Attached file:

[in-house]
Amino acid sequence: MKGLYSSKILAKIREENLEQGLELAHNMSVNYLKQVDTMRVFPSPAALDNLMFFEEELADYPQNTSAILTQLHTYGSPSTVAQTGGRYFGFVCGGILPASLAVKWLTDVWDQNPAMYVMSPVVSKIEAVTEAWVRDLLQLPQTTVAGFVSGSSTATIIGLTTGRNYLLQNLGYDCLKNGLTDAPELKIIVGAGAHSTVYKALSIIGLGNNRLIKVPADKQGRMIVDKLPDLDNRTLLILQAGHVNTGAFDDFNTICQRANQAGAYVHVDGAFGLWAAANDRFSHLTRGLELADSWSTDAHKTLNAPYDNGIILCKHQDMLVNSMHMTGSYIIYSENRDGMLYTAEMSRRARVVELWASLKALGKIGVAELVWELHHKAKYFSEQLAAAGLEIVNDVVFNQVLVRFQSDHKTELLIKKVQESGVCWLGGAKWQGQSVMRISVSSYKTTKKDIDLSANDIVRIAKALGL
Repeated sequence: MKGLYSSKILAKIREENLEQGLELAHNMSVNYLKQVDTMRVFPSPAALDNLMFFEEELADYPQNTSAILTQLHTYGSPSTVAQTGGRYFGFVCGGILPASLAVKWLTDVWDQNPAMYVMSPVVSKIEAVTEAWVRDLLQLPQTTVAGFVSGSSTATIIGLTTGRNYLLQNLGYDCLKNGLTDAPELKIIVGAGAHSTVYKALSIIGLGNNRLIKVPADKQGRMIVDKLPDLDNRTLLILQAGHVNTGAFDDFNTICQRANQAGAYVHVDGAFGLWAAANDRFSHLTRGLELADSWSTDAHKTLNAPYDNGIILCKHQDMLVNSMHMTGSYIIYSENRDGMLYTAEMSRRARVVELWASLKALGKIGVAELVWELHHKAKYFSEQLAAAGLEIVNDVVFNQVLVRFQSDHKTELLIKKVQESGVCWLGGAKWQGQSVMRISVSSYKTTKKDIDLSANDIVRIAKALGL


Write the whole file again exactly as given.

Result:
[in-house]
Amino acid sequence: MKGLYSSKILAKIREENLEQGLELAHNMSVNYLKQVDTMRVFPSPAALDNLMFFEEELADYPQNTSAILTQLHTYGSPSTVAQTGGRYFGFVCGGILPASLAVKWLTDVWDQNPAMYVMSPVVSKIEAVTEAWVRDLLQLPQTTVAGFVSGSSTATIIGLTTGRNYLLQNLGYDCLKNGLTDAPELKIIVGAGAHSTVYKALSIIGLGNNRLIKVPADKQGRMIVDKLPDLDNRTLLILQAGHVNTGAFDDFNTICQRANQAGAYVHVDGAFGLWAAANDRFSHLTRGLELADSWSTDAHKTLNAPYDNGIILCKHQDMLVNSMHMTGSYIIYSENRDGMLYTAEMSRRARVVELWASLKALGKIGVAELVWELHHKAKYFSEQLAAAGLEIVNDVVFNQVLVRFQSDHKTELLIKKVQESGVCWLGGAKWQGQSVMRISVSSYKTTKKDIDLSANDIVRIAKALGL
Repeated sequence: MKGLYSSKILAKIREENLEQGLELAHNMSVNYLKQVDTMRVFPSPAALDNLMFFEEELADYPQNTSAILTQLHTYGSPSTVAQTGGRYFGFVCGGILPASLAVKWLTDVWDQNPAMYVMSPVVSKIEAVTEAWVRDLLQLPQTTVAGFVSGSSTATIIGLTTGRNYLLQNLGYDCLKNGLTDAPELKIIVGAGAHSTVYKALSIIGLGNNRLIKVPADKQGRMIVDKLPDLDNRTLLILQAGHVNTGAFDDFNTICQRANQAGAYVHVDGAFGLWAAANDRFSHLTRGLELADSWSTDAHKTLNAPYDNGIILCKHQDMLVNSMHMTGSYIIYSENRDGMLYTAEMSRRARVVELWASLKALGKIGVAELVWELHHKAKYFSEQLAAAGLEIVNDVVFNQVLVRFQSDHKTELLIKKVQESGVCWLGGAKWQGQSVMRISVSSYKTTKKDIDLSANDIVRIAKALGL